Physicochemical quality parameters of virgin olive oils obtained from ‘Castellana’ at four harvest dates. Results represent the mean values of three consecutive crop seasons (2010–11, 2011–12, and 2012–13). No statistical differences were found at 5% by one-way analysis of variance and Tukey’s test.

Table 2.

Sensory analysis.

The results of the sensory evaluation are reported in Table 3. The oils showed no defects in the sensory analysis, belonging to the extra virgin category under European Commission Regulation 1348/13 (EEC, 2013). Olive fruity, the primary sensory characteristic of virgin olive oils, shows medium and consistency intensities in all the maturation stages, with a mean value of 5.9. Pungency and bitterness, two positive attributes, exhibited mean values of 3.3 and 4.0, respectively, showing that ‘Castellana’ gives rise to well-balanced oils from the organoleptic point of view. Other sensory descriptors perceived in the samples were green notes, apple, banana, and almond, with an average value of 4.6, 2.9, 2.4, and 2.0, respectively. Sensory profile of ‘Castellana’ oils is shown in Fig. 1.

Table 3.

Sensory parameters of ‘Castellana’ virgin olive oils obtained at four olive harvest dates. Results represent the mean values of three consecutive crop seasons (2010–11, 2011–12, and 2012–13).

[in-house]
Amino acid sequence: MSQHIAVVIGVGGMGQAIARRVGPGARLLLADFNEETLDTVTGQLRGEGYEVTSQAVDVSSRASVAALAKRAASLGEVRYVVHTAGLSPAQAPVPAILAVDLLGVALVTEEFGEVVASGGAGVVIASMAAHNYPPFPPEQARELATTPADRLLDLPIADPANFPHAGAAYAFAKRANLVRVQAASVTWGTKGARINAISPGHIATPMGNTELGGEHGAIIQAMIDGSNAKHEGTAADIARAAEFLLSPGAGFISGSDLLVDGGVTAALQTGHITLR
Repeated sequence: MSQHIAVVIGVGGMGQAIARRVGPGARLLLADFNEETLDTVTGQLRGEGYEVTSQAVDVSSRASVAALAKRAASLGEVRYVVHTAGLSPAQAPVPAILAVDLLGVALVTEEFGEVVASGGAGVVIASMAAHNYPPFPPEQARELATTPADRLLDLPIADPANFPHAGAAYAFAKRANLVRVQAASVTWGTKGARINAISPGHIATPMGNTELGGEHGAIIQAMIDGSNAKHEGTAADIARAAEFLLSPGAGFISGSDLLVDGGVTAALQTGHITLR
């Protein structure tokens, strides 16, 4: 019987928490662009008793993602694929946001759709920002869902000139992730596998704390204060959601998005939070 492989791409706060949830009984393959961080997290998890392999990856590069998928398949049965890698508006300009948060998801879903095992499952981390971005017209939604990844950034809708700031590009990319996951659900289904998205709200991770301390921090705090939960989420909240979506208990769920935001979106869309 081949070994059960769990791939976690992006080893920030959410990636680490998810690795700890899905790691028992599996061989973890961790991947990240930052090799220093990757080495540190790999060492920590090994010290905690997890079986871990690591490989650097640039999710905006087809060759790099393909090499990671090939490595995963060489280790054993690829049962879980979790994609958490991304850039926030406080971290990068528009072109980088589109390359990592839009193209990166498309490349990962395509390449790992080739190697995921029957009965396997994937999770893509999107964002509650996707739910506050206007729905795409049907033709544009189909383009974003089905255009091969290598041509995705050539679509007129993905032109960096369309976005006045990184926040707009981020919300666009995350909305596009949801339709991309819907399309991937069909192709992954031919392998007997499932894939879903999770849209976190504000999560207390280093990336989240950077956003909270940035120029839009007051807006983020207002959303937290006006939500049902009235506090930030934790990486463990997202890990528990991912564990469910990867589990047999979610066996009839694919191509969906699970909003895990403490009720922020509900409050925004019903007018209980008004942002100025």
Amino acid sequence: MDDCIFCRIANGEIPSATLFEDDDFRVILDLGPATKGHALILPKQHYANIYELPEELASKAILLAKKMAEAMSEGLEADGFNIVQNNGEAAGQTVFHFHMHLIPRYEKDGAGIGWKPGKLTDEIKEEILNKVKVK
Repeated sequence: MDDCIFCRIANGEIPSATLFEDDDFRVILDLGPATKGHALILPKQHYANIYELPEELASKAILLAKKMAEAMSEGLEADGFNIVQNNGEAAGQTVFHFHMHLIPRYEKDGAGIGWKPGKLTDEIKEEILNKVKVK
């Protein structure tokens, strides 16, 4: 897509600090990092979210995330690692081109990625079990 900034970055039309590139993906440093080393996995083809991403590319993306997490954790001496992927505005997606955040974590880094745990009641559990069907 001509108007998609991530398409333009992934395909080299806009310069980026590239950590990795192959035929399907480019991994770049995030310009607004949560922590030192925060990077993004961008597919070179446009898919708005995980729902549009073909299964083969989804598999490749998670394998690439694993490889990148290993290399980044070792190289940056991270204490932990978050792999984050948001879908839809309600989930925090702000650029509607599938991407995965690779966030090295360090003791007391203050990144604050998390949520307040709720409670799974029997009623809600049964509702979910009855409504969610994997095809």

Table 3.
Fig. 1.
Fig. 1.

Sensory profile of ‘Castellana’ virgin olive oils. Data represent average values of the oils obtained over the four harvest times studied in three consecutive crop seasons (2010–11, 2011–12, and 2012–13).

Citation: HortTechnology hortte 28, 1; 10.21273/HORTTECH03845-17

Olive ripening has a high impact on the sensory quality of virgin olive oil, and is one of the most important factors to take into account to determine the best harvest time of each variety. In the studied monovarietals, fruity showed no significant variation and remain stable during olive ripening. However, bitterness and pungency were higher in oils obtained from less ripe olives, decreasing significantly through maturity process, diminishing from 4.1 to 2.6 in the case of bitterness and from 4.5 to 3.4 in the case of pungency. A falling trend was also found in green notes, decreasing from 5.3 to 4.0 during fruit ripening (data not shown). Significant negative correlations were observed between RI and bitterness and pungency (r = −0.37, P = 0.01; r = −0.50, P < 0.01, respectively).